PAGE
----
Different aspects about reusing the port structures are to be highlighted in this general overview:

  • Only a few historical ports in the region keep a reasonable level of commercial port activities.
  • Irruption of scales is a very important aspect to be considered as a threat (menace, in peril?). The main problems come today from the arousal of the cruisers activities, growing in an exponential ways in the last decade, and the transformation of the dismissed port areas in ports like Larnaca in the Southern Cypriot coast line.


The above mentioned reinforces the idea of Easter Mediterranean port cities heritages having enormous potentials. However, it is clear that these potentials are not accompanied by the same number of facts, when we talk about their re-generation.

  • Port heritages are present in eastern Mediterranean region in a lower level than the conventional regional port heritages. The conflict territories character, as well as certain culture of renewal without a conscience for preserving these structures, have led us to this statement.
  • Port-city heritages are in all the cases main actors of the respective skylines. They play a double role as a group scale and as single elements.
  • An regional inventory of heritage elements is needed where the objects assume a role as parts of a complex. Ports became hubs recipients and/of the diverse human activities.
  • Mediterranean historical ports configure a network that justifies a coordinated action to recover memories and heritages, as basic identity signals to understand the origins of the Mediterranean region. Institutions like Union for Mediterranean may assume this initiative and funds can be canalized through Euromed programs of European Union.

This block of articles constitutes a vision of different aspects of the historic ports of Eastern Mediterranean region. The main ports of the Turkish coastline experimented important transformations that didn’t take into consideration the heritage aspects, as revealed by Tülin Selvi and Tolga Ünlü. The hope for recovering the memories is only possible to do through the small scales port cities where the direct relation between ports and cities is more evident. The article signed by Ahmed Ades shows the potentials of the region, especially such areas where the binomial between ports and cities reflects its parallel development, like Suez Canal. These potentials are the future and maybe last opportunities to preserve the heritage aspects in the big ports of this region. As a last conclusion we would remark that port heritages in the region are today visible in the middle and small dimension cases and they deserve all the support for its preservation.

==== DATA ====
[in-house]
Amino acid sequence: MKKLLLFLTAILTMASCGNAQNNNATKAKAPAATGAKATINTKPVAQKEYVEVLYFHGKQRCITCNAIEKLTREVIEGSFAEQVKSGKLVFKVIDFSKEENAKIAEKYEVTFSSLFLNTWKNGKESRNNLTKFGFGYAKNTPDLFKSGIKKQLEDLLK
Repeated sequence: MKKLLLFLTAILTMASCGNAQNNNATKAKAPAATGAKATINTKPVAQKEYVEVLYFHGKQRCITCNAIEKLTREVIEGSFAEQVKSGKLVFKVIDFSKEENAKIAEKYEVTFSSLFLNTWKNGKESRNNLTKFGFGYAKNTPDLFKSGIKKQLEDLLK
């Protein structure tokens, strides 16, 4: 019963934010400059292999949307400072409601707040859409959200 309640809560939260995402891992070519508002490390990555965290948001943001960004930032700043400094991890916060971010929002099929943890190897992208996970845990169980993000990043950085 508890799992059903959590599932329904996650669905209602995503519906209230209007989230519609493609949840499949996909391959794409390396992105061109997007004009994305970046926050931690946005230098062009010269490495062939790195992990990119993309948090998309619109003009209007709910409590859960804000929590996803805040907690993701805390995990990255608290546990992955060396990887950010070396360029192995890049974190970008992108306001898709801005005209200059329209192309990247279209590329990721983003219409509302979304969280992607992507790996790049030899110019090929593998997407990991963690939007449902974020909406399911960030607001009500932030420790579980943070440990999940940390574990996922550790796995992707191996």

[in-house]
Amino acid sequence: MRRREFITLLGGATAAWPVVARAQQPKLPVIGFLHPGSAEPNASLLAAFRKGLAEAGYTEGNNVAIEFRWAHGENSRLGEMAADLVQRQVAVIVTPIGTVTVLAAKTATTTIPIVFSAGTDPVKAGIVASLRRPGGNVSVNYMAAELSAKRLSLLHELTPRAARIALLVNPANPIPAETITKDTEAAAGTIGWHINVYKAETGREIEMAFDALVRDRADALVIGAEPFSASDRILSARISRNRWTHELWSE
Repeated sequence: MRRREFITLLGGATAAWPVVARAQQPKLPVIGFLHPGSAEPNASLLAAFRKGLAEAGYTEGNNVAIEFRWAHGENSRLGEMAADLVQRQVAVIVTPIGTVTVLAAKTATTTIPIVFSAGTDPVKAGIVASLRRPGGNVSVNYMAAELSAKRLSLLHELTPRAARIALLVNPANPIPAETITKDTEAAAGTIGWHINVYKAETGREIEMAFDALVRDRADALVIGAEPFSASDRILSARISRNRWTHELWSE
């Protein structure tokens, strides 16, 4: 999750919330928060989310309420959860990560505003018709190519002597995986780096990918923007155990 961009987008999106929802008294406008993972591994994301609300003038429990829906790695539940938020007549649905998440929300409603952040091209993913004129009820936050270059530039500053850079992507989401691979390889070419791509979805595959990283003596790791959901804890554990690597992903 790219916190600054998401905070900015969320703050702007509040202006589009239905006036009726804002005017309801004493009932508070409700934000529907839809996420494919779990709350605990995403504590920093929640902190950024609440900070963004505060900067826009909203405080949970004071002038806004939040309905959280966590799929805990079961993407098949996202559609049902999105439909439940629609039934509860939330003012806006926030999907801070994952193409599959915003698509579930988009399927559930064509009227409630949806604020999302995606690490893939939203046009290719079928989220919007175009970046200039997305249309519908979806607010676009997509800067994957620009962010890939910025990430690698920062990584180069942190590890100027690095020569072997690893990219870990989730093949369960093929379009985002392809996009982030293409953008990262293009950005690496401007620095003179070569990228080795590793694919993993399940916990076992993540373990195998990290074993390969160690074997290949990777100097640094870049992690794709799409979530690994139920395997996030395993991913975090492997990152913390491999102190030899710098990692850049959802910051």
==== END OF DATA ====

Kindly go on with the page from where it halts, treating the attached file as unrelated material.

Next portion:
[1] Rotterdam assumed an important role in shipping activities, together with other Dutch ports when the discovery of the sea route to the Indies during 17th century.

[2] This term is successfully used by Kolluoğlu B. and Toksöz, M. in the introductory chapter of “Cities of the Mediterranean. From the Ottomans to the present day”.

[3] According to Hastaoglou-Martinidis, V. all these port structures grew up through important landfills. Alexandria work expansions were based of a 67.6Ha landfill done in two steps, meanwhile Piraeus and Istanbul ports grew up in a minor dimension: 17 and 16 Has respectively. Data taken from her chapter “The cartography of Harbor construction in Easterm Mediterranean Cities: Technical and Urban Modernization in the late Nineteenth century” in Kolluoğlu and Toksöz (2014), on page 95.

[4] In fact, the Chief Engineer of Suez Canal was involved in the expansion works of the port of Alexandria (1870-1880) as well as designer of Pireaus new port (1882-1893). Other engineers were involved in more than one work. These are the cases of Policarpo Vitalli, author of the projects of Izmir(1868) and Salonica(1870) and Hilarion Pascal, with projects in Istanbul (1873) and Salonica (1874).






Abulafia, D. (2011) The Great Sea: A human History of the Mediterranean,London,Penguin.


Hastaoglou-Martinidis V (2011) The cartography of Harbor construction in Easterm Mediterranean Cities: Technical and Urban Modernization in the late Nineteenth century in Kolluoğlu and Toksöz (2014), pp.78-99.


Hastaoglou-Martinidis V (2017) Historic Harbors of Eastern Mediterranean Cities:The Challenges of Enhancement, in Porfyriou H and Sepe M (eds) Waterfronts Revisited, Routledge, Oxon.


Kolluoğlu, B. and Toksöz, M. (eds) (2014) Cities of the Mediterranean from the Ottomans to the present day, London, Tauris.


Papakonstantinou, Thomas (2014)Culture, education and history in the prefecture of Chania (1900-1901) PhD thesis, Πανεπιστήμιο Ιωαννίνων. Σχολή Επιστημών της Αγωγής. Παιδαγωγικό Τμήμα Νηπιαγωγών, in http://olympias.lib.uoi.gr/jspui/handle/123456789/28028, retrieved on 2019-02-19.

Head Image:  Heritage port structures in Chania. (Aerial pictures from carto.com)